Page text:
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VOL. 131 | NO. 24 | Wednesday, February 3, 2016

New Mental Health Court Aims for Intervention

By Madeline Faber

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At any given time, around 525 of the people jailed at 201 Poplar have a persistent mental illness. That’s means 25 percent of the jail’s capacity, and exponential care and liability, are directed to people who commit crimes as a byproduct of illness.

These people need help, and the Shelby County Justice Center is addressing Memphis’ nonviolent, repeat offenders with its newly established mental health court.

“It’s not like regular court. It’s judicial mental health treatment is what it is,” said Judge Gerald Skahan, who will preside over the mental health cases in addition to his general sessions docket.

The new court held a grand opening on Tuesday, Feb. 2, following a run-through that began on Jan. 5.

Individuals with a criminal charge come to mental health court voluntarily, either through a public defender’s recommendation or a pre-trial screening.

“A lot of these records are already available, and we want to fast track it within a matter of days,” Skahan said. “Get them out of jail and into case management with rules they have to follow and a contract to sign.”

Instead of being sent to jail for nuisance crimes such as sleeping in the park, shoplifting or public drunkenness, the participants are paired with a caseworker for a year-long period, with the goal of having the charge expunged. Those with a history of violent crimes are not eligible.

Participants are connected with bus passes, literacy and job training services, drug and alcohol treatment, and even housing and in-patient care. Caseworkers will meet with them at least once a week to make sure the participants are making appointments and taking medicine.

“There’s a gap there,” Skahan said. “They can’t get everything they need or are entitled to because the services are hard to find, they’re in jail or they’re transient, or they’re mentally ill and not taking medicine.”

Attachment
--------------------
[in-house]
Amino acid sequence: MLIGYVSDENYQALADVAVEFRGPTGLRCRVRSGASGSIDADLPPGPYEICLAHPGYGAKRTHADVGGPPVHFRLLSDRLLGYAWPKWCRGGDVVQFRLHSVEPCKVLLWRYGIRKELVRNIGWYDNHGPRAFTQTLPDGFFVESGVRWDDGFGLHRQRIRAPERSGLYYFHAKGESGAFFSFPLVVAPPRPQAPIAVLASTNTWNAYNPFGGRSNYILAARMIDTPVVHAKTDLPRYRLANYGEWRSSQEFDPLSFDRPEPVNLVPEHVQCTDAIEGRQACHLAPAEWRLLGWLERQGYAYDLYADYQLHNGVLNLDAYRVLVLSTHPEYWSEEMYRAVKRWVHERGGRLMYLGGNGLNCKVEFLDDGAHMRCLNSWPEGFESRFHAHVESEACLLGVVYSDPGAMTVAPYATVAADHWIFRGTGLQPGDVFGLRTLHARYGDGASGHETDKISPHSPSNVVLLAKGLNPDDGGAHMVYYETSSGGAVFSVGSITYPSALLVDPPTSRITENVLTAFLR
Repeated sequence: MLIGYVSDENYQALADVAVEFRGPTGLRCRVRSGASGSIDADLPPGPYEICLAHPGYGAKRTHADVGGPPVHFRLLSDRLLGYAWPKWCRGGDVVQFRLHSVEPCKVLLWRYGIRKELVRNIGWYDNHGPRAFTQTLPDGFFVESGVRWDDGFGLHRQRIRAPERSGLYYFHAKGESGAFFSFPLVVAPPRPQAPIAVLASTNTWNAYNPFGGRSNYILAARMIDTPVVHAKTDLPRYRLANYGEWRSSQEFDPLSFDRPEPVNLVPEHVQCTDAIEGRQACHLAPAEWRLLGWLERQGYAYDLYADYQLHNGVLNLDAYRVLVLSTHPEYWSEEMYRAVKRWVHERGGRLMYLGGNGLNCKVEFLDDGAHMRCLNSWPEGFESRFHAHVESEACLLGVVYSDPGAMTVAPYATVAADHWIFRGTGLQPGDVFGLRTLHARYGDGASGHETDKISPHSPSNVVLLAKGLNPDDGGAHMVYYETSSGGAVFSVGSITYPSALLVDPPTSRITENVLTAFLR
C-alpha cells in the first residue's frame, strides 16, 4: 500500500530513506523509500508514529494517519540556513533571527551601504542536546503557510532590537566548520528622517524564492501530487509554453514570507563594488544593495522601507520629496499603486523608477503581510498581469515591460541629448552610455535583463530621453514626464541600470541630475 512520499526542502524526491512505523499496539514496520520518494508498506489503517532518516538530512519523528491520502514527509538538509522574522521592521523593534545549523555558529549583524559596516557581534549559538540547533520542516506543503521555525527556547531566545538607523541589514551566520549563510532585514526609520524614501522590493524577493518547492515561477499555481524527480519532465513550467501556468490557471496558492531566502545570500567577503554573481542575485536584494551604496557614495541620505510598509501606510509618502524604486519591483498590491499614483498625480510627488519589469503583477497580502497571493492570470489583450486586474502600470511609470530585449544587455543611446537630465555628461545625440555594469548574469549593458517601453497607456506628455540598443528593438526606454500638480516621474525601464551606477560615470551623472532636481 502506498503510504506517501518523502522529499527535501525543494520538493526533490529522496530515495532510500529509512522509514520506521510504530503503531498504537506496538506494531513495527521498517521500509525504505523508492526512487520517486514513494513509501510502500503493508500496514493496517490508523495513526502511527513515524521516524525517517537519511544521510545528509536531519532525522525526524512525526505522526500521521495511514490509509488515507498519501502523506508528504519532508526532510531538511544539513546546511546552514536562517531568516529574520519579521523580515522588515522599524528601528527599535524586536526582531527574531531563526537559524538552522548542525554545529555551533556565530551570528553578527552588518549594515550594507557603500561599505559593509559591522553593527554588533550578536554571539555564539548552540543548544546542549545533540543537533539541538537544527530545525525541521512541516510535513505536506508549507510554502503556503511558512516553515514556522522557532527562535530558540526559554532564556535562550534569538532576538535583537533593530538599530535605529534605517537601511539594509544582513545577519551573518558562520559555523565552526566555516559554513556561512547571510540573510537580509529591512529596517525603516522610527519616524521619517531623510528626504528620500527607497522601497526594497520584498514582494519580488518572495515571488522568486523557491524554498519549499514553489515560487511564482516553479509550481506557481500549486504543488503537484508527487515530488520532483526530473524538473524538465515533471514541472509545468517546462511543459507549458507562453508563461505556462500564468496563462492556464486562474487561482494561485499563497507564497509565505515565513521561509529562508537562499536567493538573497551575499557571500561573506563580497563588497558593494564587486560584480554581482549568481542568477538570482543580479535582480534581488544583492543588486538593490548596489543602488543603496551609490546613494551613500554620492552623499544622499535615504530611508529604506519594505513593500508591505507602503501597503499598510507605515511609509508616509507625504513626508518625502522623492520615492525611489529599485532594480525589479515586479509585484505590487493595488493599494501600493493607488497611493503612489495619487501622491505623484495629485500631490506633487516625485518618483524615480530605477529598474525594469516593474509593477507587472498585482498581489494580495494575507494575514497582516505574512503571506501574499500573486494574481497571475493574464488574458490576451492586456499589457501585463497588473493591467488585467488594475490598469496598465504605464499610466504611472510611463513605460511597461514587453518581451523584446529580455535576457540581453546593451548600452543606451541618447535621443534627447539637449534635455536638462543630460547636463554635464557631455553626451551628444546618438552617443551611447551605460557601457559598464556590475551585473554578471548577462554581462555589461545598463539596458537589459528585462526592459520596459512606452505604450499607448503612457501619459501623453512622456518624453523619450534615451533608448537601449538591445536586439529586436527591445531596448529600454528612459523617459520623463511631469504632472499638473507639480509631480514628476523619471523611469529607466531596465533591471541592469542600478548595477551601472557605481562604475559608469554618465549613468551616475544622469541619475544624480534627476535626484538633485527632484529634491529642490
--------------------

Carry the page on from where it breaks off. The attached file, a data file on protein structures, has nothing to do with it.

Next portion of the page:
The premise of mental health court is similar to Shelby County’s veterans court and drug court, which connect individuals with intervention services instead of incarceration.

“But veterans court and drug court use sanctions, like if you fail a drug test you go back to jail,” explained Skahan. “Those sanctions don’t work in mental health court, because honestly people don’t care. Jail is better than what’s on the street.”

Skahan said that mental health court will start off on one day a week and could successfully work with 35 mentally ill participants in its first year.

“The clients are there. It’s a matter of how big are the resources.”

Skahan said most of the funding is coming from two state grants totaling $205,000 and from Tennessee’s Behavioral Health Safety Net funds, so there’s no additional cost to taxpayers.

Redirecting participants away from jail also will bring a huge cost benefit to the justice system, which Skahan says is “bogged down” with repeat offenders. One person staying out of jail for a year could save the system thousands of dollars.

“It frees up more room in courts and jails, and lets us concentrate on the people that are the hardcore criminals,” Skahan said. “A good way to learn how to be a criminal is go to jail, and this is an option to do something that hasn’t been done.”

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